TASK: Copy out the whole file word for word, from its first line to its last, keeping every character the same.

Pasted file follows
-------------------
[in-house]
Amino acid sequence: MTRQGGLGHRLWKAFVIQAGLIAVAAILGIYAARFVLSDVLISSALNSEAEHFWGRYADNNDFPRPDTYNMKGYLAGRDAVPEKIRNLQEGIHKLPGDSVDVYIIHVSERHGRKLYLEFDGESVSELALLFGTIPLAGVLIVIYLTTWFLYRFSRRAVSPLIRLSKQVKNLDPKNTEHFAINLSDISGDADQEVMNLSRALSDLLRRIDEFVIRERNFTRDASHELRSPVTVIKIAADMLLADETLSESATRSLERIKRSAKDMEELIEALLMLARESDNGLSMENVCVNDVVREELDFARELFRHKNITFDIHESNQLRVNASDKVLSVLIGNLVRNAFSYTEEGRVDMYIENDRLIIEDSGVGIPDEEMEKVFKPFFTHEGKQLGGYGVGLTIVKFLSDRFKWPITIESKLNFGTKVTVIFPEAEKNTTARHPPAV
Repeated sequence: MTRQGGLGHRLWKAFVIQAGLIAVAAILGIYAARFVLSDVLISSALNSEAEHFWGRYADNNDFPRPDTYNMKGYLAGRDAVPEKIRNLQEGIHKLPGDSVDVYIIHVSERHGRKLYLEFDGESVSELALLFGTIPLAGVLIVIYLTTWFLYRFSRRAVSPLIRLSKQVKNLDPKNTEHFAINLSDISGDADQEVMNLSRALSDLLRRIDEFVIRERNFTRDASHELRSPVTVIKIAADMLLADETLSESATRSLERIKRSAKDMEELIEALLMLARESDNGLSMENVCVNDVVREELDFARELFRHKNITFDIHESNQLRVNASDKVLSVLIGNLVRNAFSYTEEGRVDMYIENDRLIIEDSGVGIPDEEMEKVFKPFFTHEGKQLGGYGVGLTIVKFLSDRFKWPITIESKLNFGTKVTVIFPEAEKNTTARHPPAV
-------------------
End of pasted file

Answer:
[in-house]
Amino acid sequence: MTRQGGLGHRLWKAFVIQAGLIAVAAILGIYAARFVLSDVLISSALNSEAEHFWGRYADNNDFPRPDTYNMKGYLAGRDAVPEKIRNLQEGIHKLPGDSVDVYIIHVSERHGRKLYLEFDGESVSELALLFGTIPLAGVLIVIYLTTWFLYRFSRRAVSPLIRLSKQVKNLDPKNTEHFAINLSDISGDADQEVMNLSRALSDLLRRIDEFVIRERNFTRDASHELRSPVTVIKIAADMLLADETLSESATRSLERIKRSAKDMEELIEALLMLARESDNGLSMENVCVNDVVREELDFARELFRHKNITFDIHESNQLRVNASDKVLSVLIGNLVRNAFSYTEEGRVDMYIENDRLIIEDSGVGIPDEEMEKVFKPFFTHEGKQLGGYGVGLTIVKFLSDRFKWPITIESKLNFGTKVTVIFPEAEKNTTARHPPAV
Repeated sequence: MTRQGGLGHRLWKAFVIQAGLIAVAAILGIYAARFVLSDVLISSALNSEAEHFWGRYADNNDFPRPDTYNMKGYLAGRDAVPEKIRNLQEGIHKLPGDSVDVYIIHVSERHGRKLYLEFDGESVSELALLFGTIPLAGVLIVIYLTTWFLYRFSRRAVSPLIRLSKQVKNLDPKNTEHFAINLSDISGDADQEVMNLSRALSDLLRRIDEFVIRERNFTRDASHELRSPVTVIKIAADMLLADETLSESATRSLERIKRSAKDMEELIEALLMLARESDNGLSMENVCVNDVVREELDFARELFRHKNITFDIHESNQLRVNASDKVLSVLIGNLVRNAFSYTEEGRVDMYIENDRLIIEDSGVGIPDEEMEKVFKPFFTHEGKQLGGYGVGLTIVKFLSDRFKWPITIESKLNFGTKVTVIFPEAEKNTTARHPPAV